In anticipation of her live painting session with Singulart at the Affordable Art Fair Battersea, we took five minutes with Pakistani artist Uzma Sultan to discover her multicultural influences and artistic practice. After growing up in Karachi, Pakistan, Sultan moved to London to study art and has since lived between London and Berlin, always returning to her home country to visit. Sultan has painted in multiple corners of the world, sourcing materials and inspiration throughout her travels. Her paintings consist of detailed interiors and everyday life through bright color palettes and great attention to patterns. Discover the world of Uzma Sultan, her journey through different cultures and artistic mediums, and the painter she would have loved to meet.
Hello Uzma! What inspired you to pursue a career in art?
I had thought of studying architecture but found myself more on the art side of things. The switch to art was an easy one for me, but hard to justify to others.
You were born in Pakistan and have since lived between Berlin and London: how have these 3 cities impacted your work?
I arrived in London as a student for higher education, so all my art schooling has been in London, apart from a semester back in Pakistan. It can be exhausting to travel back and forth across continents, but it is never boring! I have to go to Karachi every year to see my parents so I find inspiration there too. I leave work in all these places and bring them over wherever and whenever I need them. I have been going to Berlin since 2013 and have done a few residencies there. This is why I have unfinished work in my studio as I may leave to travel and only get back to finishing it months later. Travel is integral to my work. Often I find it difficult to paint in London because of the stress of the city!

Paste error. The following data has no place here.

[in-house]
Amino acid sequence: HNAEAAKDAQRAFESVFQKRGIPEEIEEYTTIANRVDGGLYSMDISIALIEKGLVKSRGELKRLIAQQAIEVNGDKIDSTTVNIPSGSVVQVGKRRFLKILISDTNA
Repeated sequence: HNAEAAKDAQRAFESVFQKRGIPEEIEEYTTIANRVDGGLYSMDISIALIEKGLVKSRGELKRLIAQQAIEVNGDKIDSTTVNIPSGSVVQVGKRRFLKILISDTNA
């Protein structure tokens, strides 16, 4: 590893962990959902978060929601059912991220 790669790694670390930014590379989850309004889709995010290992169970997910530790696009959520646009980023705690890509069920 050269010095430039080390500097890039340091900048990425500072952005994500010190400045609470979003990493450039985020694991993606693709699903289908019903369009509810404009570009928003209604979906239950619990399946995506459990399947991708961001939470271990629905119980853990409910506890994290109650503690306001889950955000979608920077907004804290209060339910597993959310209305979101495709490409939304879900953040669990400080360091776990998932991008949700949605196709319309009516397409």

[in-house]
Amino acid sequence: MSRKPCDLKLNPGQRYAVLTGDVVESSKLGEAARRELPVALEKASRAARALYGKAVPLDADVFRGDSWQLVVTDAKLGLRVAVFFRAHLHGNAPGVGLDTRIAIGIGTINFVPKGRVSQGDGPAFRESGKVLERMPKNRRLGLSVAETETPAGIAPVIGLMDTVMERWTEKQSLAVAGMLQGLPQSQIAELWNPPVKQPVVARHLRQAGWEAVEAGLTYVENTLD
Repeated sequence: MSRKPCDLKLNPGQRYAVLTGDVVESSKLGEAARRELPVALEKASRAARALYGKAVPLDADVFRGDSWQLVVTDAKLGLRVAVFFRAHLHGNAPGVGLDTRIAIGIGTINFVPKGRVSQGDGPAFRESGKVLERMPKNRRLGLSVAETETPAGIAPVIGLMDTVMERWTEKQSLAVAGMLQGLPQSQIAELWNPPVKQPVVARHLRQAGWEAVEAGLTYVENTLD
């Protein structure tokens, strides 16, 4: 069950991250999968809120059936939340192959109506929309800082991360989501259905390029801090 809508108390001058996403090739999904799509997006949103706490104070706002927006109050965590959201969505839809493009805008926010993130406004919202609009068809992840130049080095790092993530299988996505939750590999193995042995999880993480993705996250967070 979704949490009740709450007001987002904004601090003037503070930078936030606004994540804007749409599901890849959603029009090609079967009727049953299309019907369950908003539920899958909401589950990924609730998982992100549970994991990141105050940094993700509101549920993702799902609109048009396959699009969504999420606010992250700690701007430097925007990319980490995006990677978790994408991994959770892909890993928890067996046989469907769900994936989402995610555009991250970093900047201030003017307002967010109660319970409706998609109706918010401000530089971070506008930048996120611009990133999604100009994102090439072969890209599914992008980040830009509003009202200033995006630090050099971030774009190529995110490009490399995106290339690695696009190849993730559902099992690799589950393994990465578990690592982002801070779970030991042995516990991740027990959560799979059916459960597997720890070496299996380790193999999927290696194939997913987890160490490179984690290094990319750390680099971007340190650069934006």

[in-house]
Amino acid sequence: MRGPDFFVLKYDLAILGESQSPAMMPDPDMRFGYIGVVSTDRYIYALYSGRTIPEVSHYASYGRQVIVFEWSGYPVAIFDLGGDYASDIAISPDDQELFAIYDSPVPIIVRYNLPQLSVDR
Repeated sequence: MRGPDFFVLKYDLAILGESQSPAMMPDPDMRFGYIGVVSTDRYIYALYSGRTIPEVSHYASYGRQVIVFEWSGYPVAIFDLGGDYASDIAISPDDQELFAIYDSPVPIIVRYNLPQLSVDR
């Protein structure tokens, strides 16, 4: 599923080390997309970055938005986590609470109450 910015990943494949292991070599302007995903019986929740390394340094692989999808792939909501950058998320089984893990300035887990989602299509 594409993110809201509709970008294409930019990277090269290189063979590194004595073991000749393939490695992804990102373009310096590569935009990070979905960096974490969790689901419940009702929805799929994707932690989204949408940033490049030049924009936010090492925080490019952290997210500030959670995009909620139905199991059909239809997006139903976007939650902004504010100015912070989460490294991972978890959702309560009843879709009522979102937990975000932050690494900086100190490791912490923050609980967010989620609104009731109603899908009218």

You like to experiment with different mediums, can you tell us a bit about that?
I love to use different materials, ranging from perspex, aluminium, and vinyl, to more traditional canvas and linen. The surfaces have a tactile quality and I find that paint behaves differently on all of them. My most favorite support is aluminium. Also, we live in a world now sadly where things are all plastic, so why not make that into art too? I use patterned vinyl which I buy from the market in Karachi, Pakistan. It is also called PVC or oil cloth. The patterns you find there are wonderfully surprising and unique.
Do you see painting as more of a question of subject or material?
A painting is more about the paint, color, process, and the joy that comes from the act of painting itself. Material is the vehicle of this creative process. Of course, the subject is equally important too, otherwise you would paint a vase of flowers in the most boring way!
Do you prefer to work alone or are you a part of artistic communities that you collaborate with?
I love collaborating with artists for projects and have learnt so much through engagements with other artists in artist residencies. At a residency, you never know who you might meet! So far, I have been in residencies in Germany and Italy. I am my most prolific self during a residency, and the artists you have exhibitions with is equally important too. But in any case, I must work alone in my studio too.
You recently participated in a live painting festival, and will soon do another session in Battersea at Affordable Art Fair. What’s that experience like? Do you feel added pressure?
The live painting session I did was at an arts festival in an Italian village which went alongside a music and food festival, so the atmosphere was totally relaxed. It went on for several days, but the visitors felt intimidated to enter our studios, so we had to stress that they were welcome to see the works in progress. I hope the Affordable Art Fair Battersea live painting session won’t be a nerve racking one!
Do you have a favorite painting or photograph?
The Kiss by Gustav Klimt.
If you could meet any painter from the past, who would it be and why?
Hard to choose, but I think it would be Salvador Dali. His work was outrageous and mysterious. I have made paintings of food and tried to incorporate material that looks like chocolate by using dark umber thick paint. Is that what Dali meant by edible beauty? Paintings often have hidden meanings and a link to the subconscious. I also saw that Dali published a strange surrealist cookbook. And I like to cook too.